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White cell count and diagnosing appendicitis in adults

Three Part Question

In [adults with suspected appendicitis] does [a single white cell count] aid [diagnosis]?

Clinical Scenario

A 24 year old man presents to the Emergency Department with a history and examination consistent with appendicitis. On referral, the duty surgeon requests a full blood count. You wonder whether it will aid the diagnosis.

Search Strategy

Medline 1966-06/02 using the OVID interface.
[(exp Appendicitis OR acute AND (exp Haematological tests OR exp Leukocyte count or leukocyte count$.mp OR neutrophil count$.mp OR white cell count$.mp OR inflammatory parameter$.mp or white blood count$.mp)] LIMIT to human AND English.

Search Outcome

176 papers were found, of which 171 were irrelevant or of insufficient quality for inclusion. The remaining 5 papers are shown in the table.

Relevant Paper(s)

Author, date and country Patient group Study type (level of evidence) Outcomes Key results Study Weaknesses
Miskowiak J et al,
238 patients (>15) admitted with suspected acute appendicitisDiagnostic test study, blindedWCC>9 000. Histology Sens 84%; Spec 66%; LR+ 1.26; LR- 0.95No gold standard
Lau WY et al,
1389 patients (1-87), with right lower abdominal pain, consistent with appendicitis 769 aged 15-65 Non-operative group followed up at 2 and 6 weeksDiagnostic test study, blindedWCC>10 000 (group 15-65). Histology Sens 88%; Spec 76%; LR+ 3.7; LR- 0.29No gold standard
Dueholm S et al,
204 patients (15-45) admitted with suspected acute appendicitisDiagnostic test study, blindedWCC>11 000 Sens 76%; Spec 74 %; LR+ 2.92; LR- 0.32No gold standard
WCC>9 000. HistologySens 83%; Spec 50%; LR+ 1.66; LR- 0.34
Amland PF et al,
110 patients (13-33) admitted with suspected acute appendicitisDiagnostic test study, blindedWCC>10 000. HistologySens 68%; Spec 69%; LR+ 2.19; LR- 0.69No gold standard
Andersson RE et al,
502 patients (10-86) admitted with suspected acute appendicitisDiagnostic test studyWCC>10 000. HistologySens 78%; Spec 68%; LR+ 2.44; LR- 0.33No gold standard Unblinded Includes children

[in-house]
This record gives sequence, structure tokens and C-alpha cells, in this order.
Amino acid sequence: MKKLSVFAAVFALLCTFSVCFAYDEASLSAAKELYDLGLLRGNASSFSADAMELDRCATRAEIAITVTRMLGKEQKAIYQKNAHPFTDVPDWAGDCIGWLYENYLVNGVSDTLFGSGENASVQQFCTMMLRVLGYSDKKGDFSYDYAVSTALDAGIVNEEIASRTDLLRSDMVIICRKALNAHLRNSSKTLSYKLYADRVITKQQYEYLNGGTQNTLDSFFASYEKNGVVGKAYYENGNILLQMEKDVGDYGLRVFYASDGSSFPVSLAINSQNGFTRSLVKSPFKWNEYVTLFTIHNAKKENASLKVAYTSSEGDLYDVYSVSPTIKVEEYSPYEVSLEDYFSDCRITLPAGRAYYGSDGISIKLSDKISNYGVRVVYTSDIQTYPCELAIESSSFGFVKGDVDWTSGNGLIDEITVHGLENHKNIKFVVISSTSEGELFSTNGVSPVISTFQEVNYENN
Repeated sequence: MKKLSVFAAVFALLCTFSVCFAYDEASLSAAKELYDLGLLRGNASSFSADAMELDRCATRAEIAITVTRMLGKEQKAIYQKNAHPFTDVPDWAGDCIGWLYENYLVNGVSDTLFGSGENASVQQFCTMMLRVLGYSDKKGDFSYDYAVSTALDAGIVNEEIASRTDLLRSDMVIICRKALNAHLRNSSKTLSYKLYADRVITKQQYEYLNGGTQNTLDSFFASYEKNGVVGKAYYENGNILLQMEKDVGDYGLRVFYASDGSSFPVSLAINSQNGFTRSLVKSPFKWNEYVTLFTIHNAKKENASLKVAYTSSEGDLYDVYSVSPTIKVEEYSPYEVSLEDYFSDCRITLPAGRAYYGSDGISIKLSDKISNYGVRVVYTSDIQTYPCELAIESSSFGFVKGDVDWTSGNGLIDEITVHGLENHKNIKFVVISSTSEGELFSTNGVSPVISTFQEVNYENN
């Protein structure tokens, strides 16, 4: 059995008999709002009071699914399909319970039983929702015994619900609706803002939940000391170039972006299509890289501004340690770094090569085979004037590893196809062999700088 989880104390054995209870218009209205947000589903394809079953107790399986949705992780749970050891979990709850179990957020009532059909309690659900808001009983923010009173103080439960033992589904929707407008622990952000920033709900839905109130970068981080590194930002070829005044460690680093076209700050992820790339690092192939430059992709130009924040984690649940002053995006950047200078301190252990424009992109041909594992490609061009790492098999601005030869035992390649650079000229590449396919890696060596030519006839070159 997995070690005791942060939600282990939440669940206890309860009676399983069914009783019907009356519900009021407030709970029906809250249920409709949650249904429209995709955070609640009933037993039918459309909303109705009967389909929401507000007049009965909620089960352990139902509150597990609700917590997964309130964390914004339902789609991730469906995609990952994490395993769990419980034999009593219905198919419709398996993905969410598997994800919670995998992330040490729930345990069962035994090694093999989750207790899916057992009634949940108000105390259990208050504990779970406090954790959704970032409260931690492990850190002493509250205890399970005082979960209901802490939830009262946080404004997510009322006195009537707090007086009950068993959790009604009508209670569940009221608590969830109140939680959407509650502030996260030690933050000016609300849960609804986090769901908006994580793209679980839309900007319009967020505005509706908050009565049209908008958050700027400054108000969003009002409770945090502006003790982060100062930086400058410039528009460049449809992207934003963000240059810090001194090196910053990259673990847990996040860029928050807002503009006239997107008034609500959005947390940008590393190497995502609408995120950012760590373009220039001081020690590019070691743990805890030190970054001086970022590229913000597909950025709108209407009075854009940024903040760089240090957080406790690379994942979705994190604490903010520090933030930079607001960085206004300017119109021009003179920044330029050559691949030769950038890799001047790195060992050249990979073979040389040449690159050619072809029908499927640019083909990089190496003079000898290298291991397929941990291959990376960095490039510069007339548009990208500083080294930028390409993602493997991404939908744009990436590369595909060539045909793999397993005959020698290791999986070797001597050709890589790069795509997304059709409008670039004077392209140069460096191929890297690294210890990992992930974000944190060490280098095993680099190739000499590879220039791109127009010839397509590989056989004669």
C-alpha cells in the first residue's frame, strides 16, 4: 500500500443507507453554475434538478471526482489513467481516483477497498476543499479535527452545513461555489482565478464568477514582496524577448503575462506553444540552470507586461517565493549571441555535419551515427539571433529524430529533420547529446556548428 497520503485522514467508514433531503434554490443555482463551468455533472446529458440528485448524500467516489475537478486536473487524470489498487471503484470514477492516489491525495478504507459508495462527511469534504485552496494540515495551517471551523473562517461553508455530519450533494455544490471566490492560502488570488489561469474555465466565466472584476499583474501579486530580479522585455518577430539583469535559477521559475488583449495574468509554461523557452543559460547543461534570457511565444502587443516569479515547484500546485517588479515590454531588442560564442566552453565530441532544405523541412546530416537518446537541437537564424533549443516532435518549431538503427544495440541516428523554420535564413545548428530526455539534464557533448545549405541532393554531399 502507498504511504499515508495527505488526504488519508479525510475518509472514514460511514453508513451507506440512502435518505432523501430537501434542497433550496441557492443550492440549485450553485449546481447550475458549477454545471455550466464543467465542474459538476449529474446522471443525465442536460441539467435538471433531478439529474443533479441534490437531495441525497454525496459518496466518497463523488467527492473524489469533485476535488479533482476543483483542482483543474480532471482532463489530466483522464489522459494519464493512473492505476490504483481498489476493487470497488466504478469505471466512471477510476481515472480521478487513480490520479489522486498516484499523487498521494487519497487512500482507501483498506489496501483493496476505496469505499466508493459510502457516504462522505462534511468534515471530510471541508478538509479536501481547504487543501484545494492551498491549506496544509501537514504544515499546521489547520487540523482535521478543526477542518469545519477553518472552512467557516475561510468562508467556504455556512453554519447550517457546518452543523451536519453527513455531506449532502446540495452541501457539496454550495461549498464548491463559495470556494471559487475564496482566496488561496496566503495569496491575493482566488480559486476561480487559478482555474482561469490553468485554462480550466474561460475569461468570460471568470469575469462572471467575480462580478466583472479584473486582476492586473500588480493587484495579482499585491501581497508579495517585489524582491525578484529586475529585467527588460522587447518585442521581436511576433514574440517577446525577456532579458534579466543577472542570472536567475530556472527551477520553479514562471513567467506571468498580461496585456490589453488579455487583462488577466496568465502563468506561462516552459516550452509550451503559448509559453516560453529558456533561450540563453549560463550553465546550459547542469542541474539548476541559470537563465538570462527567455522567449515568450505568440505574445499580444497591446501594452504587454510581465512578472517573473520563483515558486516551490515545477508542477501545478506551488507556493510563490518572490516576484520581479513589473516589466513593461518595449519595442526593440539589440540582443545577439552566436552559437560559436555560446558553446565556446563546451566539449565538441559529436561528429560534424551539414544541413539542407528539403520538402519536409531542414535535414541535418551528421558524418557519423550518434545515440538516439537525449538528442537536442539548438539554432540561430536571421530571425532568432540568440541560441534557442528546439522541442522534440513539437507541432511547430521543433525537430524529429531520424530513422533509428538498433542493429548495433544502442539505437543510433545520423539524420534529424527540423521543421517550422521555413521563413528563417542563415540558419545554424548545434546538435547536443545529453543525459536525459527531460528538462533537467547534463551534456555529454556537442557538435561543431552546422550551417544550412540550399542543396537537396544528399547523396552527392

All the reviewed studies have the weakness of no gold standard diagnostic test against which to compare the non-operative group. Only one study undertakes follow up of its non-operative group, with a single study formally recognising the fact that some abdominal pain, not requiring laparotomy, may have originated from the appendix. While all the studies seem to produce broad agreement as to the sensitivity and specificity of an isolated white cell count, they are not truly comparable due to the differing selection criteria of patients, age ranges and clinical management. In addition there is a wide prevalence of disease between the groups.

Clinical Bottom Line

A single white cell count is neither sensitive nor specific in the diagnosis of appendicitis.


  1. Miskowiak J, Burcharth F. The white cell count in acute appendicitis. A prospective blind study. Dan Med Bull 1982;29(4):210-1.
  2. Lau WY, Ho YC, Chu KW et al. Leucocyte count and neutrophil percentage in appendicectomy for suspected appendicitis. Aust N Z J Surg 1989;59(5):395-8.
  3. Dueholm S, Bagi P, Bud M. Laboratory aid in the diagnosis of acute appendicitis. A blinded, prospective trial concerning diagnostic value of leukocyte count, neutrophil differential count, and C-reactive protein. Diseases of the Colon and Rectum 1989;32(10):855-9.
  4. Amland PF, Skaane P, Ronningen H et al. Ultrasonography and parameters of inflammation in acute appendicitis. A comparison with clinical findings. Acta Chir Scand 1989;155(3):185-9.
  5. Andersson RE, Hugander AP, Ghazi SH, et al. Diagnostic value of disease history, clinical presentation, and inflammatory parameters of appendicitis. World J Surg 1999;23(2):133-40.